Flotel refers to the installation of living quarters on top of rafts or semi-submersible platforms. Accommodation vessels can also be considered as flotes.

Accommodation vessels/rigs have traditionally been used wherever there is a need for additional accommodation, engineering, construction or storage capacity offshore. Typically, employed for installing and commissioning new facilities, upgrading or maintaining existing installations, hooking-up satellite fields to existing infrastructure, and removing installations.
The units are positioned alongside the host installation and are connected by means of a telescopic gangway, or personnel can be transported to and from the unit by boat or helicopter.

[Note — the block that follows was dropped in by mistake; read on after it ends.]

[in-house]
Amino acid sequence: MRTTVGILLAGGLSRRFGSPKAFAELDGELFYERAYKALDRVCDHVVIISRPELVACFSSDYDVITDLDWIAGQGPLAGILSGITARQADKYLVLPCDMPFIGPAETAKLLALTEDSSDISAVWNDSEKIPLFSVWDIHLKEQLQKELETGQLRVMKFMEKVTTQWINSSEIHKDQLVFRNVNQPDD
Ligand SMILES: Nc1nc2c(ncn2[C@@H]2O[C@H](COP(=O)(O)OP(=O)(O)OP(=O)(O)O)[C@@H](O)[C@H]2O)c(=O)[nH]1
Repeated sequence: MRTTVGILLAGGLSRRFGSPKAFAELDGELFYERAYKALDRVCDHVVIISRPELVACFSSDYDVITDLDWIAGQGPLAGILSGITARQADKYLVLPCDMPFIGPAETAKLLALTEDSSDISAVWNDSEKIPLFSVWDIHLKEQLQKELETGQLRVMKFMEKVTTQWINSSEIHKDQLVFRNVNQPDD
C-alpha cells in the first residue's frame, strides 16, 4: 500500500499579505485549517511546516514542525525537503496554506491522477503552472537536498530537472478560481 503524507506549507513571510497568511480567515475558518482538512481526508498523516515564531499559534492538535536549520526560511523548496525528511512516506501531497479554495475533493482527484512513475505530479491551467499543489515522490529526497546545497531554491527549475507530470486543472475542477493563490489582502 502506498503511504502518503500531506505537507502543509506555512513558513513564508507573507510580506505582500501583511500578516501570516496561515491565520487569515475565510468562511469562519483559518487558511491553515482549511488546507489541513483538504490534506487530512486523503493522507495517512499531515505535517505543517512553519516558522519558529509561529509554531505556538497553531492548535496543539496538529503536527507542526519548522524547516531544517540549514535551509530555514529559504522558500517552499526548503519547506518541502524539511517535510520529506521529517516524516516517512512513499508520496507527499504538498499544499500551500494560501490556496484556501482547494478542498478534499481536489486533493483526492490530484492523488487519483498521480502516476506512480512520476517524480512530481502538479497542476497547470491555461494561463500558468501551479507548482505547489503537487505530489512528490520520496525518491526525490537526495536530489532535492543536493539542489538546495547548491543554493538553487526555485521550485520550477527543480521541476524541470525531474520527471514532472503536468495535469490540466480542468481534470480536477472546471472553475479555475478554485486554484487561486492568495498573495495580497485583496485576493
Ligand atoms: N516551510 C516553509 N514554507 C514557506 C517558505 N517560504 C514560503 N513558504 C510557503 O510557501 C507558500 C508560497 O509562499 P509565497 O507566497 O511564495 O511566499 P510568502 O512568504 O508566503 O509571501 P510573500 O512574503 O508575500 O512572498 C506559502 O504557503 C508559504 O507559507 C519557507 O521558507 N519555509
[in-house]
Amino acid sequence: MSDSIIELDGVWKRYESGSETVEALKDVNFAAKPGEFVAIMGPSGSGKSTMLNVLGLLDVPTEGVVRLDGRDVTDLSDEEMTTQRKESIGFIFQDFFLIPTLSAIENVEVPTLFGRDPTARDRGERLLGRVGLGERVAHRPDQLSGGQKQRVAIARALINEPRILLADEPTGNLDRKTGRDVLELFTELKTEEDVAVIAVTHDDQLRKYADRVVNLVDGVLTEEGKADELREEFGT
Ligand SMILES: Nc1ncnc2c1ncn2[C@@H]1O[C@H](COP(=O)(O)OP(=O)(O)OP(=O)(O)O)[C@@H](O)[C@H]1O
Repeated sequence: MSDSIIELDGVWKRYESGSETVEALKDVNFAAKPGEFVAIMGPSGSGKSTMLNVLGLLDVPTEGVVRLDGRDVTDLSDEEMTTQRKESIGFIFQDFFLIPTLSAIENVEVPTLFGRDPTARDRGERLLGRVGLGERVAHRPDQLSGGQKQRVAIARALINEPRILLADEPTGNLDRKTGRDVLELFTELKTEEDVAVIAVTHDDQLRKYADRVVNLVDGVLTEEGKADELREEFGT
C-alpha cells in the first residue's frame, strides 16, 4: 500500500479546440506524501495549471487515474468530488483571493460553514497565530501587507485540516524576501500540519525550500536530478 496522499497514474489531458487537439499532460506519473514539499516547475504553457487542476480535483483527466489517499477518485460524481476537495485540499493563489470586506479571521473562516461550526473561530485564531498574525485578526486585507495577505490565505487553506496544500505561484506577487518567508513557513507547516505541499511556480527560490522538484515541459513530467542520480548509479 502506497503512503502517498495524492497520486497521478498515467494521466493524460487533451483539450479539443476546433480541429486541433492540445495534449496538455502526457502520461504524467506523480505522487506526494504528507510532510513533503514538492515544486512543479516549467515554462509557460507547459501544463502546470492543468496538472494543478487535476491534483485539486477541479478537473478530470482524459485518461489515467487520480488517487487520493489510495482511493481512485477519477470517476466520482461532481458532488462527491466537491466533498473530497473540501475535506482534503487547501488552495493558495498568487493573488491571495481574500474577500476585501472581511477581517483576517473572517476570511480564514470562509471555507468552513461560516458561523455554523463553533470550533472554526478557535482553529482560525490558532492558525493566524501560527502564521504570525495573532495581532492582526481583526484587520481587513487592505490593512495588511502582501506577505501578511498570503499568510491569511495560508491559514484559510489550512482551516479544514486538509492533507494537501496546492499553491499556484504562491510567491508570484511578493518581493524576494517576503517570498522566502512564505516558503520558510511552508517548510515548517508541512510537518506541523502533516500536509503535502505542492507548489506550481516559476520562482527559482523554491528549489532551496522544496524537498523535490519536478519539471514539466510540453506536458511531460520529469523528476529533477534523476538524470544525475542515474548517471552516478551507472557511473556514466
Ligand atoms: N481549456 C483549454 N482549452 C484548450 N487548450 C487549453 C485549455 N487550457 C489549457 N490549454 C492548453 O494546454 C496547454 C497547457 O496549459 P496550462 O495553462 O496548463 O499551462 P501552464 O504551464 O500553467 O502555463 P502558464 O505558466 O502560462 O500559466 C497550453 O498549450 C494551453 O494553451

Heavy Lift ship is a vessel designed to move very large loads that cannot be handled by normally equipped ships. 

They are of two types:
•Semi-submerging (more common) - which are capable of lifting another ship out of the water and transporting it. These vessels have a long and low well deck between a forward pilot house and an aft machinery space. In superficial appearance  it is somewhat similar to a dry bulk carrier or some forms of oil tanker.
•Vessels that augment unloading facilities at inadequately equipped ports.

Jack-up Rig is a type of mobile platform that is able to stand still on the sea floor, resting on a number of supporting legs. The most popular designs use 3 independent legs, although some jackups have 4 legs or more. On "mat-type" jackups the legs are connected to a submerged hull.